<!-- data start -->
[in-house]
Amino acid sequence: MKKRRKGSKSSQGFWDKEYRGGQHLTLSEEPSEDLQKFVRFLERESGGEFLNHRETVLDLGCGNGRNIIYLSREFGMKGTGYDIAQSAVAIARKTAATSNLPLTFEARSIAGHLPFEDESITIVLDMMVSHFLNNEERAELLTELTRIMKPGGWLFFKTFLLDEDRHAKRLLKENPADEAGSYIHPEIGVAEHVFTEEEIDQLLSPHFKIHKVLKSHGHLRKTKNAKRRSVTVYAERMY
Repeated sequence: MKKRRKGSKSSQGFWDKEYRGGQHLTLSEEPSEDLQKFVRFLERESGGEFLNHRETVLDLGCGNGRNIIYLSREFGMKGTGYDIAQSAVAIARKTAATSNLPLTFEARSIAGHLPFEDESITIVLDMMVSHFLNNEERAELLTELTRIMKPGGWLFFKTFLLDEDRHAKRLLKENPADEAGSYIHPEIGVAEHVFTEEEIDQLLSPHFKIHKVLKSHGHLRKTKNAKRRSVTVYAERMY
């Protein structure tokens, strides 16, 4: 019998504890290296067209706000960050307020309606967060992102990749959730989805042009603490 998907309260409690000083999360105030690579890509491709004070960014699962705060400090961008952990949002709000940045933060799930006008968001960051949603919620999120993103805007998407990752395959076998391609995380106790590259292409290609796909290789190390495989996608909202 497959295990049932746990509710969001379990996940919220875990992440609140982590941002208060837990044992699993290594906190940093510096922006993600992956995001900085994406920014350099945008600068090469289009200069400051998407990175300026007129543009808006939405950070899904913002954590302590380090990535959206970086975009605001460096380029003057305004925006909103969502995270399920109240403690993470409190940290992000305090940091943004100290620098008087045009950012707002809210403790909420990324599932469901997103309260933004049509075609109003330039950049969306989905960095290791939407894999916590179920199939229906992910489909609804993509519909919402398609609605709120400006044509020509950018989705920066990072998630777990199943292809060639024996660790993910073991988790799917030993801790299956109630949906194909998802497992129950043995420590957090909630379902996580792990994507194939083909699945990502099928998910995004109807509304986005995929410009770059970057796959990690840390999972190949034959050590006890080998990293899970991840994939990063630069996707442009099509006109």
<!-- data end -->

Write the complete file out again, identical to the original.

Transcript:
[in-house]
Amino acid sequence: MKKRRKGSKSSQGFWDKEYRGGQHLTLSEEPSEDLQKFVRFLERESGGEFLNHRETVLDLGCGNGRNIIYLSREFGMKGTGYDIAQSAVAIARKTAATSNLPLTFEARSIAGHLPFEDESITIVLDMMVSHFLNNEERAELLTELTRIMKPGGWLFFKTFLLDEDRHAKRLLKENPADEAGSYIHPEIGVAEHVFTEEEIDQLLSPHFKIHKVLKSHGHLRKTKNAKRRSVTVYAERMY
Repeated sequence: MKKRRKGSKSSQGFWDKEYRGGQHLTLSEEPSEDLQKFVRFLERESGGEFLNHRETVLDLGCGNGRNIIYLSREFGMKGTGYDIAQSAVAIARKTAATSNLPLTFEARSIAGHLPFEDESITIVLDMMVSHFLNNEERAELLTELTRIMKPGGWLFFKTFLLDEDRHAKRLLKENPADEAGSYIHPEIGVAEHVFTEEEIDQLLSPHFKIHKVLKSHGHLRKTKNAKRRSVTVYAERMY
């Protein structure tokens, strides 16, 4: 019998504890290296067209706000960050307020309606967060992102990749959730989805042009603490 998907309260409690000083999360105030690579890509491709004070960014699962705060400090961008952990949002709000940045933060799930006008968001960051949603919620999120993103805007998407990752395959076998391609995380106790590259292409290609796909290789190390495989996608909202 497959295990049932746990509710969001379990996940919220875990992440609140982590941002208060837990044992699993290594906190940093510096922006993600992956995001900085994406920014350099945008600068090469289009200069400051998407990175300026007129543009808006939405950070899904913002954590302590380090990535959206970086975009605001460096380029003057305004925006909103969502995270399920109240403690993470409190940290992000305090940091943004100290620098008087045009950012707002809210403790909420990324599932469901997103309260933004049509075609109003330039950049969306989905960095290791939407894999916590179920199939229906992910489909609804993509519909919402398609609605709120400006044509020509950018989705920066990072998630777990199943292809060639024996660790993910073991988790799917030993801790299956109630949906194909998802497992129950043995420590957090909630379902996580792990994507194939083909699945990502099928998910995004109807509304986005995929410009770059970057796959990690840390999972190949034959050590006890080998990293899970991840994939990063630069996707442009099509006109």